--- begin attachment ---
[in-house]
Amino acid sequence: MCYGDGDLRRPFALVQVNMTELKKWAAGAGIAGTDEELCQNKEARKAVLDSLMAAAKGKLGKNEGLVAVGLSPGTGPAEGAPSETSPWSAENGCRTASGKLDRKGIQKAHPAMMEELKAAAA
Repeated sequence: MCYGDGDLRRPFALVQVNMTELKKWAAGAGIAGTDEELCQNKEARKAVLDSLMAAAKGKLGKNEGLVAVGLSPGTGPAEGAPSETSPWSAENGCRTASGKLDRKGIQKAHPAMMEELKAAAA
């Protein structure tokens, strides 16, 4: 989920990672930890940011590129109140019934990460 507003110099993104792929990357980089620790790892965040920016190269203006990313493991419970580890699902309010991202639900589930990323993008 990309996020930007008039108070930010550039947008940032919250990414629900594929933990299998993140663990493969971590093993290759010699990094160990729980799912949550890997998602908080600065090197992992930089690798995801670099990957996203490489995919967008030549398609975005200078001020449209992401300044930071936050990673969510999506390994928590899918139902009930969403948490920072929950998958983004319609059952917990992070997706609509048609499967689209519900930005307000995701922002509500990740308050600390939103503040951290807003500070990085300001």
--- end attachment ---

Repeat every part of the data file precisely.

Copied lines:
[in-house]
Amino acid sequence: MCYGDGDLRRPFALVQVNMTELKKWAAGAGIAGTDEELCQNKEARKAVLDSLMAAAKGKLGKNEGLVAVGLSPGTGPAEGAPSETSPWSAENGCRTASGKLDRKGIQKAHPAMMEELKAAAA
Repeated sequence: MCYGDGDLRRPFALVQVNMTELKKWAAGAGIAGTDEELCQNKEARKAVLDSLMAAAKGKLGKNEGLVAVGLSPGTGPAEGAPSETSPWSAENGCRTASGKLDRKGIQKAHPAMMEELKAAAA
């Protein structure tokens, strides 16, 4: 989920990672930890940011590129109140019934990460 507003110099993104792929990357980089620790790892965040920016190269203006990313493991419970580890699902309010991202639900589930990323993008 990309996020930007008039108070930010550039947008940032919250990414629900594929933990299998993140663990493969971590093993290759010699990094160990729980799912949550890997998602908080600065090197992992930089690798995801670099990957996203490489995919967008030549398609975005200078001020449209992401300044930071936050990673969510999506390994928590899918139902009930969403948490920072929950998958983004319609059952917990992070997706609509048609499967689209519900930005307000995701922002509500990740308050600390939103503040951290807003500070990085300001």